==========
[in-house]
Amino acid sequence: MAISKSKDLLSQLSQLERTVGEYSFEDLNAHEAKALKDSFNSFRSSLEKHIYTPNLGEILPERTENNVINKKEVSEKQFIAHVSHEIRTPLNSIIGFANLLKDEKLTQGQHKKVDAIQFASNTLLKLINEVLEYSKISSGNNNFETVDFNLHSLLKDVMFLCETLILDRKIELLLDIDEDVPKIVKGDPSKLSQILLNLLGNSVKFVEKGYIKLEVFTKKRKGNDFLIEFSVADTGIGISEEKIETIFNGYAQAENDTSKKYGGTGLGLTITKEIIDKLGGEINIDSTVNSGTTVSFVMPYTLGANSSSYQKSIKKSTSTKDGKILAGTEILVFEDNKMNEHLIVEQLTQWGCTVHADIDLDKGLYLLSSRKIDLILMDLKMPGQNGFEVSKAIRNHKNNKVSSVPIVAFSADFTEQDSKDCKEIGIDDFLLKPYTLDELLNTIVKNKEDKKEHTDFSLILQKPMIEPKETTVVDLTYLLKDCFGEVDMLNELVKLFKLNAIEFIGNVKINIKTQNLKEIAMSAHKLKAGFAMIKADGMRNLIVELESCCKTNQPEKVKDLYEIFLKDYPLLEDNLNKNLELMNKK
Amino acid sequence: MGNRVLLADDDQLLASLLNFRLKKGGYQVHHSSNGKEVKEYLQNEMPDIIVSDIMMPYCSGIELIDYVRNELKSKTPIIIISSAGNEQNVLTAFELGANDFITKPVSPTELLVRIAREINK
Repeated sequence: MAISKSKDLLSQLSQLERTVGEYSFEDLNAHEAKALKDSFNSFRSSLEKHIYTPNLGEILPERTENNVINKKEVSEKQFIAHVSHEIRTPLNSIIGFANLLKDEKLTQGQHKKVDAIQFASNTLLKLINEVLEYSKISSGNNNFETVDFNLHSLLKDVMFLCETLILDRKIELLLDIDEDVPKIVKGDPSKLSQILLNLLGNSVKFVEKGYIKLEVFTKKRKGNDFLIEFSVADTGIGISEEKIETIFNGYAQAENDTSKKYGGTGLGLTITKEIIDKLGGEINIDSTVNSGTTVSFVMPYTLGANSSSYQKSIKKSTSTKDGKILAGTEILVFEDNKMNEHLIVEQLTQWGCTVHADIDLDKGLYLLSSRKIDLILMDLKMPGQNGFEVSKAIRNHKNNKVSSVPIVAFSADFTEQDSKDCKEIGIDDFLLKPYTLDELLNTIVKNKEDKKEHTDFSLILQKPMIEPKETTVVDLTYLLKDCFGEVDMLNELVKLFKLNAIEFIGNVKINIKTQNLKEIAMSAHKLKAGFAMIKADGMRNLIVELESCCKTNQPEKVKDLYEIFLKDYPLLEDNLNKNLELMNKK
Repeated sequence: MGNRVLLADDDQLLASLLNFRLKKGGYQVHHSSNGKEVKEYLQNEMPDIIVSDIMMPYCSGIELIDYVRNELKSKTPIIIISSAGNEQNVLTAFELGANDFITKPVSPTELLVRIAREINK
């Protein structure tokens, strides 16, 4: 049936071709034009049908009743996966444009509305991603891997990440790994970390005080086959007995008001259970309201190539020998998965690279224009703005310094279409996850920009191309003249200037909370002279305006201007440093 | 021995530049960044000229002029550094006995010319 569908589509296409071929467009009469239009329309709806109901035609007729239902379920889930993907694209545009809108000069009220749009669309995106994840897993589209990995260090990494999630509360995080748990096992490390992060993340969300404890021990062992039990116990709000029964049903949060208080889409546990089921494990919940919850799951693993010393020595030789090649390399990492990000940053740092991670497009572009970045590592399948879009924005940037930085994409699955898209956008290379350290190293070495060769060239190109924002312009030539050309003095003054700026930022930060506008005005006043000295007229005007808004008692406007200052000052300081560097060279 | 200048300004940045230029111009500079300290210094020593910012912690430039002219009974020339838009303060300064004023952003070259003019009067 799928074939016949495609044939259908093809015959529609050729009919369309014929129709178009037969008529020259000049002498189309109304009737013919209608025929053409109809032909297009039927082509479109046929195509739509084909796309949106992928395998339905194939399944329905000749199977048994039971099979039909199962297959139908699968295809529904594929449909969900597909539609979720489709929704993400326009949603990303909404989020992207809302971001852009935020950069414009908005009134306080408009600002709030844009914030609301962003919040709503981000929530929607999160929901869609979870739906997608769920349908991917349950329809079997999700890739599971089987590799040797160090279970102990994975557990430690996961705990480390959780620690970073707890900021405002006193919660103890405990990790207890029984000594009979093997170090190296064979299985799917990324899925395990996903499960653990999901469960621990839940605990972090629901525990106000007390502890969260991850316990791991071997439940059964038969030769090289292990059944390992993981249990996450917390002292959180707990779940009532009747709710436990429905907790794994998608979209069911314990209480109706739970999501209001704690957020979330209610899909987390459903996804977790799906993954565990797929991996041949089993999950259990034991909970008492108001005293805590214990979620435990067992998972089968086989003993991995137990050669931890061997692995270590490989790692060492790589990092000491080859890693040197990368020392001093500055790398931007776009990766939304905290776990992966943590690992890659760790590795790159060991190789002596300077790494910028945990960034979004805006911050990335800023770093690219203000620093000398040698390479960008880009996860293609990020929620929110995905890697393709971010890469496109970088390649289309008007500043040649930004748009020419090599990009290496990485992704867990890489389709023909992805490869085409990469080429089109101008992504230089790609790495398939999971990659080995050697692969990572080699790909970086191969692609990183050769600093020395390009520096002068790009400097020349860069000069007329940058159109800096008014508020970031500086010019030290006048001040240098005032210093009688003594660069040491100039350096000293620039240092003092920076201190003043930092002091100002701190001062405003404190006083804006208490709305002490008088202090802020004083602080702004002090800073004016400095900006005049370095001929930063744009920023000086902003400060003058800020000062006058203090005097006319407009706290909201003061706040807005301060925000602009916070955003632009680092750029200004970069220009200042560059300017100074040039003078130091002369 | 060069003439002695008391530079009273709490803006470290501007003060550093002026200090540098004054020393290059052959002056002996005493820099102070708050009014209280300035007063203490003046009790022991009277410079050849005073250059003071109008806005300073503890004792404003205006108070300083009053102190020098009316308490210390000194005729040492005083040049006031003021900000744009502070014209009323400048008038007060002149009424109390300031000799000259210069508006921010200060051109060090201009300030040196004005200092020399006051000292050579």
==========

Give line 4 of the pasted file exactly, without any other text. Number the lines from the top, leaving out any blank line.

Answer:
Repeated sequence: MAISKSKDLLSQLSQLERTVGEYSFEDLNAHEAKALKDSFNSFRSSLEKHIYTPNLGEILPERTENNVINKKEVSEKQFIAHVSHEIRTPLNSIIGFANLLKDEKLTQGQHKKVDAIQFASNTLLKLINEVLEYSKISSGNNNFETVDFNLHSLLKDVMFLCETLILDRKIELLLDIDEDVPKIVKGDPSKLSQILLNLLGNSVKFVEKGYIKLEVFTKKRKGNDFLIEFSVADTGIGISEEKIETIFNGYAQAENDTSKKYGGTGLGLTITKEIIDKLGGEINIDSTVNSGTTVSFVMPYTLGANSSSYQKSIKKSTSTKDGKILAGTEILVFEDNKMNEHLIVEQLTQWGCTVHADIDLDKGLYLLSSRKIDLILMDLKMPGQNGFEVSKAIRNHKNNKVSSVPIVAFSADFTEQDSKDCKEIGIDDFLLKPYTLDELLNTIVKNKEDKKEHTDFSLILQKPMIEPKETTVVDLTYLLKDCFGEVDMLNELVKLFKLNAIEFIGNVKINIKTQNLKEIAMSAHKLKAGFAMIKADGMRNLIVELESCCKTNQPEKVKDLYEIFLKDYPLLEDNLNKNLELMNKK